Legacy to carry

From the brave souls who took the “plunge” into Sand Bay last New Year’s Day to the 320 people who turned out Saturday for the community Christmas dinner at Knox United Church, 2010 marked another year of annual events interspersed with unexpected occurrences of triumph and tragedy, controversy and inspiration here in Rainy River District.
The top story—hands down—was the decision by Couchiching First Nation to erect a “toll booth” on Highway 11, just west of the Noden Causeway, to push demands for compensation for the land the highway sits on as well as action to relocate those families whose homes were built on contaminated soil stemming from the old J.A. Mathieu sawmill.
Going up on the Friday of the May long weekend and remaining in place for 11 days, the toll booth sparked tensions—from the intimidation many motorists felt, especially those who regularly use Highway 11 for work or to commute between their lake homes and Fort Frances, to incidents of blatant racism the band says were directed at those manning it.
Fortunately, tempers did not boil over and the scene remained peaceful, but the rift it created will take much longer to heal. Meanwhile, residents are left wondering whether similar protests will crop up down the road to back other demands, such as the future of Pither’s Point Park.
Doctor recruitment remained a hot topic here in 2010, which prompted a Physician Appreciation Week in early June—complete with a banquet—as a show of support for our health-care providers. We welcomed Dr. Cynthia Saliba in September but said farewell later that month to Dr. Angus Mackintosh, a respected and beloved obstetrics and gynecology physician who retired after 39 years of caring for district residents.
The past year also saw the fruition of several projects many years in the making, including the new Fort Frances Public Library Technology Centre, the Rainy River District Regional Abattoir in Emo, and the Emo spray park. As well, the new Robert Moore School opened its doors here this fall, though tinged with sadness over the closure of F.H. Huffman at the end of June.
2010, on the other hand, very nearly marked the end of the Fort Frances Canadian Bass Championship—our showcase summer event since 1995. Fortunately, Gord Watson stepped forward at the 11th hour to take over as chairman from Tom Fry to ensure a 17th-annual edition next July. But clearly the tournament still faces an uphill battle given not everyone embraced the move from the Sorting Gap Marina to the Memorial Sports Centre to cut costs while poor attendance at the nighttime concerts has left the future of headline acts in limbo.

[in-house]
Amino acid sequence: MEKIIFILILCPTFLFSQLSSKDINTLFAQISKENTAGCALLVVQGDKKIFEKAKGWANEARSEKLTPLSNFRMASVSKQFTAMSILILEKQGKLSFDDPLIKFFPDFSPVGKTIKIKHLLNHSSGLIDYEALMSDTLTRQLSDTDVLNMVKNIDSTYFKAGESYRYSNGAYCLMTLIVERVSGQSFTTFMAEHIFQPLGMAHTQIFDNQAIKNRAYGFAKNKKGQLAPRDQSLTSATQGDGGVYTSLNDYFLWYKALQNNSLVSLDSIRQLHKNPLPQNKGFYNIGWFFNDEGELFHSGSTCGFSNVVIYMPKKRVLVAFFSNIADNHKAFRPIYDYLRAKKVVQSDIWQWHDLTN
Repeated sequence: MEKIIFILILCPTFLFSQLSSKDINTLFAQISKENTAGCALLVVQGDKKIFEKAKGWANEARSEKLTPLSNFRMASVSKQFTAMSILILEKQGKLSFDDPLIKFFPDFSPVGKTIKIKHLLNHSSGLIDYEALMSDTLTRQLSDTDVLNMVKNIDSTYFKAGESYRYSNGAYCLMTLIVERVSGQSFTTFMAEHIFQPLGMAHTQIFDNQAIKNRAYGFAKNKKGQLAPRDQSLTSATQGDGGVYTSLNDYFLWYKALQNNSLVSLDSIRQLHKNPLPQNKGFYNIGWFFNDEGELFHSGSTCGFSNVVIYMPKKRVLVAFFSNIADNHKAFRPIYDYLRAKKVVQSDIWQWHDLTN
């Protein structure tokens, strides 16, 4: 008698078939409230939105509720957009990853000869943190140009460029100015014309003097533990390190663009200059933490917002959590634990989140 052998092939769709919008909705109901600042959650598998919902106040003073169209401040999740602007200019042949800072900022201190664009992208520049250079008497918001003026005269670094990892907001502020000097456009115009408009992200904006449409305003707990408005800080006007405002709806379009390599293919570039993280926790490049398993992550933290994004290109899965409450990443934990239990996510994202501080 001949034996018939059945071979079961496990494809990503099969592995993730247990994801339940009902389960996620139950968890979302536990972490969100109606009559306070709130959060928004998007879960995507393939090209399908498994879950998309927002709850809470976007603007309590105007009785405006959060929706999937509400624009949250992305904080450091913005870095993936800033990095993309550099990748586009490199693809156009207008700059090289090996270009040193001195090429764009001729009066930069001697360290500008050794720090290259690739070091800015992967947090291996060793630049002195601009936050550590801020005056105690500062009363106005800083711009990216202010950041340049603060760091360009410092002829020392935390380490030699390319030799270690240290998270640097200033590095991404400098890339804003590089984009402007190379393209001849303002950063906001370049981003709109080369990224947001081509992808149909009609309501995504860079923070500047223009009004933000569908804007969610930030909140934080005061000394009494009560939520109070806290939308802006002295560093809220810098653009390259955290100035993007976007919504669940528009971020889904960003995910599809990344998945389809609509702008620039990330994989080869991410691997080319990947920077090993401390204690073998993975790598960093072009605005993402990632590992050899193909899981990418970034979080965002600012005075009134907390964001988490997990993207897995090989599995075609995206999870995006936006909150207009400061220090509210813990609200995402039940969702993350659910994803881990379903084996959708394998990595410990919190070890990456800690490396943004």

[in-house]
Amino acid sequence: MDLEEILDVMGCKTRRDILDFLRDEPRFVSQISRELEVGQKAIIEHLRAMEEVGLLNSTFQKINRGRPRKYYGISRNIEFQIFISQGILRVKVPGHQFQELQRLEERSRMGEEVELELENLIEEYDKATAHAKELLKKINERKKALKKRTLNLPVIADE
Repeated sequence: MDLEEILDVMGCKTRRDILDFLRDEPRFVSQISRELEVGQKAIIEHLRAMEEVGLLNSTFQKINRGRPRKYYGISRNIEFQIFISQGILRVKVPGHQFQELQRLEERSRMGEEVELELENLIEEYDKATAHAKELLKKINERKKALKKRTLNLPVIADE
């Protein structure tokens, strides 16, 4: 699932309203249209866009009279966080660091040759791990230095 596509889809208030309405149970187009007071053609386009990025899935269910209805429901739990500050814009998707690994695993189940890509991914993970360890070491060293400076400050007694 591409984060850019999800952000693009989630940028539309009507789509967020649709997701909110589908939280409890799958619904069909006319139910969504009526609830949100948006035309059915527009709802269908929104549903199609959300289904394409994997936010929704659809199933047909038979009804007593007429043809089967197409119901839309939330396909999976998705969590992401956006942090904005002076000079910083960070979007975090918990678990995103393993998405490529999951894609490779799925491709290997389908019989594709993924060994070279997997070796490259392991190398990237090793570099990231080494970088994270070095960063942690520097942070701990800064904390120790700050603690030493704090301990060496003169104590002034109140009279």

“tour de Fort” also needed a last-minute reprieve to survive for a 19th season of offering top-notch Canadian entertainment to district residents, though it remains to be seen whether passport sales will be strong enough to warrant a 20th year next fall. Similarly, the Fort Frances Folk Festival was held for a second year at the Little Beaver Cultural Centre. But while it again attracted a solid lineup of artists, better marketing—as well as a different choice of weekend­­—are key to boosting attendance needed to ensure it achieves its potential as a major summer attraction here.
Although AbitibiBowater finally emerged from bankruptcy protection earlier this month, and appears to be in a stronger position to move forward, the forest industry is still on shaky ground. Coupled with the continued malaise in the tourist industry, thanks to everything from the strong loonie and higher gas prices to woes at the border, the district’s economic fortunes remain cloudy.
There is good news, however. Rainy River Resources is bullish about opening a gold mine in Richardson Township by 2015 while the Osisko Hammond Reef gold project near Atikokan is moving forward.
The most inspiring story of 2010 was Nestor Falls’ bid to be crowned the Ultimate Fishing Town in an online contest organized by the World Fishing Network. Though small in terms of population, its awesome community spirit was second-to-none as the battle with Port Alberni, B.C. went right down to the wire. In finishing second, Nestor Falls showed just what can be accomplished when residents band together for a common cause.
That’s the message to heed as we close the books on 2010. No matter what 2011 may bring, pulling together as a community—drawing on the resilient pioneer spirit that first brought people to Rainy River District and allowed them to thrive despite the many challenges—is the legacy to carry forward and pass along to future generations.